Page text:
Some people, more than others, long for simplicity and eschew complexity. They long for the time when things didn’t change as quickly or as much. Or they long to get back to simpler times and recapture simpler values. They seek simpler answers and a more specific plan for how to cope. But, the past is past and the future is more complex. We know more about the world, more about people, more about how things work, and what’s real and what’s myth. In my opinion it is time to cast off our longing for the past and our fear of the future and look to make changes within ourselves to adapt a world that is changing ever more rapidly.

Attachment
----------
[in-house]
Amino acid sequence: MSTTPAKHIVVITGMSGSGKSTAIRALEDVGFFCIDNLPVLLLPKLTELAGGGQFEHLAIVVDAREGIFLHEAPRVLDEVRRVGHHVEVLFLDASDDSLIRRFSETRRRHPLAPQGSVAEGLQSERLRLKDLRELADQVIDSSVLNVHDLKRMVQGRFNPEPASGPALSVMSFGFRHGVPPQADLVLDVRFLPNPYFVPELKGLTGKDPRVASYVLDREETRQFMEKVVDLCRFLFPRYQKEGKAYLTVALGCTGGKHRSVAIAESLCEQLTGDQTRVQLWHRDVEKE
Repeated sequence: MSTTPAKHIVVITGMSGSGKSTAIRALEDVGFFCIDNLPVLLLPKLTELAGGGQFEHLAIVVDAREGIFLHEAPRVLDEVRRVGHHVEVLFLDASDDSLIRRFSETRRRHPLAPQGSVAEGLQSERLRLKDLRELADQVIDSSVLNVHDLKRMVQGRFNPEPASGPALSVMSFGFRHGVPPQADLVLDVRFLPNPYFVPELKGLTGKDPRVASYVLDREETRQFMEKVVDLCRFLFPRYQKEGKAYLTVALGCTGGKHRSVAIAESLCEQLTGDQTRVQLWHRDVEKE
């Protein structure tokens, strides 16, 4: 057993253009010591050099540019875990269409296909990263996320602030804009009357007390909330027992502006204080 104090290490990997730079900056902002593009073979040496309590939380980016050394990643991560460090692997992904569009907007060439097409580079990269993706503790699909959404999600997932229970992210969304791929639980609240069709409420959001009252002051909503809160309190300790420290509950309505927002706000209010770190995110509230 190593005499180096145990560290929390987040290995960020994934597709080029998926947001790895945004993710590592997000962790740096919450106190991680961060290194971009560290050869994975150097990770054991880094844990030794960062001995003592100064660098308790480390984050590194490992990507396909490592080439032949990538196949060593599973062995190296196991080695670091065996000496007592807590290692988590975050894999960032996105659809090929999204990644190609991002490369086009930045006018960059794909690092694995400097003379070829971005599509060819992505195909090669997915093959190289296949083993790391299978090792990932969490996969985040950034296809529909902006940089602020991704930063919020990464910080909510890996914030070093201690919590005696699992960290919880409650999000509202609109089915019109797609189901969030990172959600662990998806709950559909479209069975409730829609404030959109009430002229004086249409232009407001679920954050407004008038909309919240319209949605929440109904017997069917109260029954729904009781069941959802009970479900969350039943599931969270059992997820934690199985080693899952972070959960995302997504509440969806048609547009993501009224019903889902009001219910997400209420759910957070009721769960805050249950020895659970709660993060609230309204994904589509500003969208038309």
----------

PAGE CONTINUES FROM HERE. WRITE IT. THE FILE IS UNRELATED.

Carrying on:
Words we once considered offensive are no longer considered offensive to some but more offensive to others. Behaviors that once were unacceptable become more acceptable to a larger number of people. We should closely examine whether we are resisting these changes because they are remnants of a past tradition that no longer serves us as well, or because they are genuinely destructive to our future. What is often referred as elitism among urban people by those with a narrower cultural experience is probably no more than a recognition that change is less threatening to them, and they can’t understand why people who haven’t had their experiences are so resistant to change and so protective of values and traditions, which they see as having outlived their usefulness. To bridge the gap between the red and blue cultures will require greater understanding of one by the other and less resistance to changes which are almost sure to be upon us sooner or later and which may actually enhance our life experience.